Posting remedies takes a lot of time so last year Tracy made a decision to only post remedies out once a week, on Thursdays. She tells everyone up-front, and it’s repeated on her email Auto-Respond. Another example: she regularly refers children with Autism to specialist CEASE Trained practitioners, and keeps a list that she forwards to anyone who sends an enquiry.
Be clear about your client-therapist agreement
Take time to set out your practice guidelines. How you work, what you do and what you don’t do. What you charge for what. When you are available.
This needs to be written in simple, clear English and laid out in short paragraphs with sub-headings.
Taking time to be clear on the service you are providing and what you need from the client in return. The clearer you are before money is involved, the happier you will both be.
Tracy has a simple overview of what to expect from working with her on her website, including her payment terms. Payment terms are included again on the note accompanying her invoices. A simple checklist is included on the bottom of her client intake form (completed, signed and dated at the start of treatment). It is included again on her email auto-respond.
Be clear about your boundaries
Your customer service doesn’t need to be 24/7 and nor should it be. Be clear about your availability and your turn-around time for requests for information or support between consultations. The clearer you are with boundaries, the better your clients will be in respecting them.
Contact between consultations is best managed through one stream. Arguably the way to streamline this is through email, which ensures that nothing is overlooked or lost.
If Tracy receives an email that she needs to take time over, and she knows she won’t have time for a day or two, she sends out a quick, personal ‘holding’ email to let them know that she is busy and when they can expect a response. She keeps her auto-respond regularly updated with her schedule so that her clients can instantly see when she is around and when she is away or not available.
The key to any great service delivery is communication. If you send out check-in emails regularly you will encourage re-bookings. You can stay ahead of potential problems, keep things on track and make sure your clients are happy with their progress.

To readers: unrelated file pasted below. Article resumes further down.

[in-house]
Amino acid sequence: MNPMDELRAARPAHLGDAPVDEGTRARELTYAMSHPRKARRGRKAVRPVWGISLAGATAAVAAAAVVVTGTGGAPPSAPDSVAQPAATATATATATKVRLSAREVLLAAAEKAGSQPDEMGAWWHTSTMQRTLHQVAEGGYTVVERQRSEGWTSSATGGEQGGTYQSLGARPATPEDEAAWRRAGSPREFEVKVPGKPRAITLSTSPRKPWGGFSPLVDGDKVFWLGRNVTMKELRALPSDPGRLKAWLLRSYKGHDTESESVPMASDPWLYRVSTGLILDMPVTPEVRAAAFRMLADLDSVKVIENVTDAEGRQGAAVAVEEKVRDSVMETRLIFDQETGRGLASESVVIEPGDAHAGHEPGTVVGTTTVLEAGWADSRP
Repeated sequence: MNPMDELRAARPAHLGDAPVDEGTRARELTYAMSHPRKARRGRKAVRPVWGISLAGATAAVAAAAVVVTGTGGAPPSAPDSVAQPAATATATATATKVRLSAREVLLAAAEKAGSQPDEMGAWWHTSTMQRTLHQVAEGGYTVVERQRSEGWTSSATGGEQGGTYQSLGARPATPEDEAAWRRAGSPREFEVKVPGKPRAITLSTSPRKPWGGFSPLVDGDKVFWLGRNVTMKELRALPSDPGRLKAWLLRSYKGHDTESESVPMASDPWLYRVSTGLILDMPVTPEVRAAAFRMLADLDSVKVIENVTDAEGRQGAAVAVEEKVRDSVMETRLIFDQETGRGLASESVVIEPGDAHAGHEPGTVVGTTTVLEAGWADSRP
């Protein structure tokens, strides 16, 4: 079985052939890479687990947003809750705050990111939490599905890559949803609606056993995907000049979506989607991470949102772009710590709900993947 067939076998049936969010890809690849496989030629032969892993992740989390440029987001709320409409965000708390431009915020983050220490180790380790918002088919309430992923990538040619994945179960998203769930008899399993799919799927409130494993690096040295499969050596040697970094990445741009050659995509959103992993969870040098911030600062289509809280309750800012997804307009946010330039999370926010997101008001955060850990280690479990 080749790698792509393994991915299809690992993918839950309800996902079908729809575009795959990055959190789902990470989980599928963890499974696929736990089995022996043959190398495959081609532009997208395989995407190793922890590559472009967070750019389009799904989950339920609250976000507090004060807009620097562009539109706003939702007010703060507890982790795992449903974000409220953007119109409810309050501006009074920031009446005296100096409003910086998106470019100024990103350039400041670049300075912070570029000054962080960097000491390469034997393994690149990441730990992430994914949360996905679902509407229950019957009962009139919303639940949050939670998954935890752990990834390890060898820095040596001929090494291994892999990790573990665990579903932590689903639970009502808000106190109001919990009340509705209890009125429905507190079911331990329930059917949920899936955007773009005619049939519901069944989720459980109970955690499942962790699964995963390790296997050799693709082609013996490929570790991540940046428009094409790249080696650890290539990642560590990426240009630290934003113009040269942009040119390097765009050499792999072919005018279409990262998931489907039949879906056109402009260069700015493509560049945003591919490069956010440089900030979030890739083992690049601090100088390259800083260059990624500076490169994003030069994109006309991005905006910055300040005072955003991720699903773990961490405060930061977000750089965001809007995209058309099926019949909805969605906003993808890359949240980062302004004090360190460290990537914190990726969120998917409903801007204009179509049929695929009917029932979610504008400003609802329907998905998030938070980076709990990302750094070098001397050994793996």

Not all communication has to be directly from us. The modern scheduling system is a valuable tool to automate the booking process and is convenient for your clients, plus it saves us time.
A promise is a promise
Only offer to provide something that you can control, otherwise you won’t meet expectations and your client won’t be happy with the results. This doesn’t sound very exciting but it does lead to a high level of customer appreciation.
By giving your client your undivided one-to-one attention, listening to their problems and goals, communicating with them regularly and keeping your word, they will tell others how great it was to work with you.
As a homeopath, we are offering something personal and bespoke.
Your clients can use a website or book to self-prescribe or call a helpline to get a fast response to an acute problem for a small fee. But neither of these offer the same level of customer service that an on-going relationship with a professional has.
By keeping your promises, listening and being clear in your communication, you offer value.
You are hired by your client because you are an expert and you use that expertise to help them get better in ways that exceed their expectations. This not only helps them but it creates a strong reputation for homeopathy as an effective system of medicine.
It will allow you to gain more referrals and make a name for yourself in the work that you do.
That brings value to your client, to you and to the world of homeopathy.
And it all begins with customer service.
“My work is to be honest. My work is to try to think clearly, then have the courage to make sure that what I say is the truth.” – Maya Angelou